Misleading to call it a movement, and still worse to think of it as a program, but we now have seen enough minor literary eruptions to suspect that it is a cultural symptom that bears some reflection: this burst of novel-writing from people who have lived the conceptual life, the life of method and argument, who often carry leather cases, or who give public lectures and contribute essays to learned journals. In the past five years, some of the world's leading literary critics have turned novelists, and at the same time turned from the coterie audience gathered in the universities to the wider public made up of anyone who wants to read. Why do they do it? What do they want? Are they merely slumming in the bad streets of the imagination? Or are these just new cases of a few gifted people who always hoped to grow up to be novelists and decided to act before it was too late?
Literary critics are not alone in suddenly feeling the charm of novel-writing; it happens to historians and journalists, among others. But I intend to give reasons for taking the literary academic drift of the tide with special seriousness. I'll start by proposing a story of this century, inevitably a story with many chapters left out. It begins with the old provocations of modernism, especially those forbidding experiments of the third decade--Joyce's Ulysses, Woolf's The Waves, Eliot's The Waste Land, Pound's Cantos--works more than willing (in T.S. Eliot's phrase) to disturb and alarm the public. This they did. One slowly building consequence of those literary agitations was the creation of criticism, criticism as we know it now--professional, sophisticated, ambitious. In significant respects, the modern professoriate within the humanities is one of the lasting (though inadvertent) achievements of the avant-garde. It is scarcely an accident that this century has seen the emergence of these rival siblings: a revolutionary avant-garde intent on speaking a new word, and an academic establishment that has perfected the skills of interpretation. Indeed, the academic standpoint must often be seen as a defense against the aggressions of modernism.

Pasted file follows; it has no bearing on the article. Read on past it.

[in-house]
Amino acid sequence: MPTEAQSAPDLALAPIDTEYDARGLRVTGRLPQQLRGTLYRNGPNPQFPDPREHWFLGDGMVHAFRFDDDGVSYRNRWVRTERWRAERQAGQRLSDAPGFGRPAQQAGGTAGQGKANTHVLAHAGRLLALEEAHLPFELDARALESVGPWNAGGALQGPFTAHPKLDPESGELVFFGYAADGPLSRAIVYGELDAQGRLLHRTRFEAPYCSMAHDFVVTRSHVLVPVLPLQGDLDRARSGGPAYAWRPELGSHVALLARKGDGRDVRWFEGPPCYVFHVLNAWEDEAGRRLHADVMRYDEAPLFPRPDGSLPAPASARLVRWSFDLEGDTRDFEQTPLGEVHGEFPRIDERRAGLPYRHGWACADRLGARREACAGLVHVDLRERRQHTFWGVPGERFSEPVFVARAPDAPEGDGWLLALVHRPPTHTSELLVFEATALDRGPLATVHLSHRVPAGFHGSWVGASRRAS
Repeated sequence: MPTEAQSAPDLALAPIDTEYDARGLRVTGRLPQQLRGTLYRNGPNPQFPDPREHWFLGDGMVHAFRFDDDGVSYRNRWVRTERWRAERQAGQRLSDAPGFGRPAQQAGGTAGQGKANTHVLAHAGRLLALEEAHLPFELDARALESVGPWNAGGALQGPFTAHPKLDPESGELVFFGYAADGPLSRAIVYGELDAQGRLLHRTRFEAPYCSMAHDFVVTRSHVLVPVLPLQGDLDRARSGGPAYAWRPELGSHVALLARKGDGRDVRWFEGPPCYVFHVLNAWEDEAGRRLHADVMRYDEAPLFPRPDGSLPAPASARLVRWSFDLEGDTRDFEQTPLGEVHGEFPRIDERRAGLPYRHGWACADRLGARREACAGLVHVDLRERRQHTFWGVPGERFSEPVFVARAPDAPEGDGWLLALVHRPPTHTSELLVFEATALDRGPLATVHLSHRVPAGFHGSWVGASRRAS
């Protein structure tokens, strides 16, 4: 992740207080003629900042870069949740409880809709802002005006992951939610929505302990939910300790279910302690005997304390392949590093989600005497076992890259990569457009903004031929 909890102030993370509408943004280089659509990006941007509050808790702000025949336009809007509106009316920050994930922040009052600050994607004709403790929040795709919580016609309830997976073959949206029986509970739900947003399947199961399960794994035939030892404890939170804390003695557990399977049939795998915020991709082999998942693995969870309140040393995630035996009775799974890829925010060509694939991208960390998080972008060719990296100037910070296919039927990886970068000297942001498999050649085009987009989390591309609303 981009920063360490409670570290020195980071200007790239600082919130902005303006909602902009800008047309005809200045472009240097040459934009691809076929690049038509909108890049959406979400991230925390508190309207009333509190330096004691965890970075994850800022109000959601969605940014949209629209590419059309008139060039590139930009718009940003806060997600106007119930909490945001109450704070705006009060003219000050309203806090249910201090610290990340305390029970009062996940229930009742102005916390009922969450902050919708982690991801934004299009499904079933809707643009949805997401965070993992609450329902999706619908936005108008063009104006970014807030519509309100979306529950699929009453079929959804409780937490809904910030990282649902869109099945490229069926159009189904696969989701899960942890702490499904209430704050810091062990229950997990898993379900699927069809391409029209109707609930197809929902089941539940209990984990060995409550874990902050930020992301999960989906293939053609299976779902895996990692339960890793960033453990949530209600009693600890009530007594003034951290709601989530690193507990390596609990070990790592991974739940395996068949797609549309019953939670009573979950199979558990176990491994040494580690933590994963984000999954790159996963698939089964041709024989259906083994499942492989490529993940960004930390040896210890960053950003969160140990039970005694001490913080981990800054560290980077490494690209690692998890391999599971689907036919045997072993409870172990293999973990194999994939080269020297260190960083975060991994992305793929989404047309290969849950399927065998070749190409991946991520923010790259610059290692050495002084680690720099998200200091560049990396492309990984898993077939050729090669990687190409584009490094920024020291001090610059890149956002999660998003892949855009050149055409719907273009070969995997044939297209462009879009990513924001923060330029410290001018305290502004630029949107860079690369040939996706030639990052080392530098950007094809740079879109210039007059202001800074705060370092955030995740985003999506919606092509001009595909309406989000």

With the great postwar expansion of the university and with the exciting lure of interdisciplinary collaboration, the critical project took on ever more heady ambitions. Hopes of a grand synthesis--among, say, Marx and Freud and existentialism--led to the vision of a Total Theory, an exhaustive method that would take into account all relevant details on the way to its definitive interpretations. Jean-Paul Sartre gave one version of this comprehensive system of explanation, Herbert Marcuse another, and Northrop Frye a rival third. Theirs was a great dream of the 1950s and early '60s, when it seemed possible that many disciplines would meet in a grand methodological union.
But the theory project has fallen into a crisis. The dream of a Total Theory is no longer able to soothe any deep academic sleep. It just hasn't worked out: There were too many fissures in the great globe of perfect understanding. Total Theory has itself become a primary target of theoretical attack; the very idea of a seamless explanation that would find a home for every detail of a life, a text, an epoch now seems charmingly quaint.
With the fading of the missionary goal there has emerged a conspicuous revival of individualism in academic life. Of course, academics have never been free from the taint of self-interest. But now that it's so hard to believe that particular essays and books are part of some unfolding collective structure, everywhere you look you see eye-catching individual display. The dazzling feat of interpretive ingenuity, the bravura reading of a well-worn text, the memorably witty lecture, even the rhetorically bold introduction to the witty lecture, now comprise the intellectual currency of academic life: the public working of the quick mind as high theater.
No longer convinced that their academic labor is leading anywhere in particular, scholars give themselves to self-contained gestures of critical power. …